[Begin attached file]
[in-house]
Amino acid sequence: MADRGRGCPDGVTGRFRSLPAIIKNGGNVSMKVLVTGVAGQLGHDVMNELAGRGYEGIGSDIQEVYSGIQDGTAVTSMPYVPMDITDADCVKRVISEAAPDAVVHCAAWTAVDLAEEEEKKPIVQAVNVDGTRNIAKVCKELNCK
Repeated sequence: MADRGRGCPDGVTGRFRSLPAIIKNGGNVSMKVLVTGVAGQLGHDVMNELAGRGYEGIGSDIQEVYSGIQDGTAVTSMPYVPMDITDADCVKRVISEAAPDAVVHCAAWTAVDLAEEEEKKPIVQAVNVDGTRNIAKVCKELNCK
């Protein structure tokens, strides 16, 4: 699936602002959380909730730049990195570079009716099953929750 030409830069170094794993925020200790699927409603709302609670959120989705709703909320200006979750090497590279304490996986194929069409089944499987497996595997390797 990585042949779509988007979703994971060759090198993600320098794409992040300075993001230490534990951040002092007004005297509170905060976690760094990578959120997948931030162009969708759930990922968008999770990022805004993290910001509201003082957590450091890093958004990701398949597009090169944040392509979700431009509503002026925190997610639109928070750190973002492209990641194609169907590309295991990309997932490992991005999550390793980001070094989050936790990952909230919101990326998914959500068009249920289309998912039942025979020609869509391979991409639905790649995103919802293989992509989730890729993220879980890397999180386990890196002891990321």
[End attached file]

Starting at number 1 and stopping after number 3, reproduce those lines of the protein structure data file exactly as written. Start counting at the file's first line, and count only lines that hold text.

[in-house]
Amino acid sequence: MADRGRGCPDGVTGRFRSLPAIIKNGGNVSMKVLVTGVAGQLGHDVMNELAGRGYEGIGSDIQEVYSGIQDGTAVTSMPYVPMDITDADCVKRVISEAAPDAVVHCAAWTAVDLAEEEEKKPIVQAVNVDGTRNIAKVCKELNCK
Repeated sequence: MADRGRGCPDGVTGRFRSLPAIIKNGGNVSMKVLVTGVAGQLGHDVMNELAGRGYEGIGSDIQEVYSGIQDGTAVTSMPYVPMDITDADCVKRVISEAAPDAVVHCAAWTAVDLAEEEEKKPIVQAVNVDGTRNIAKVCKELNCK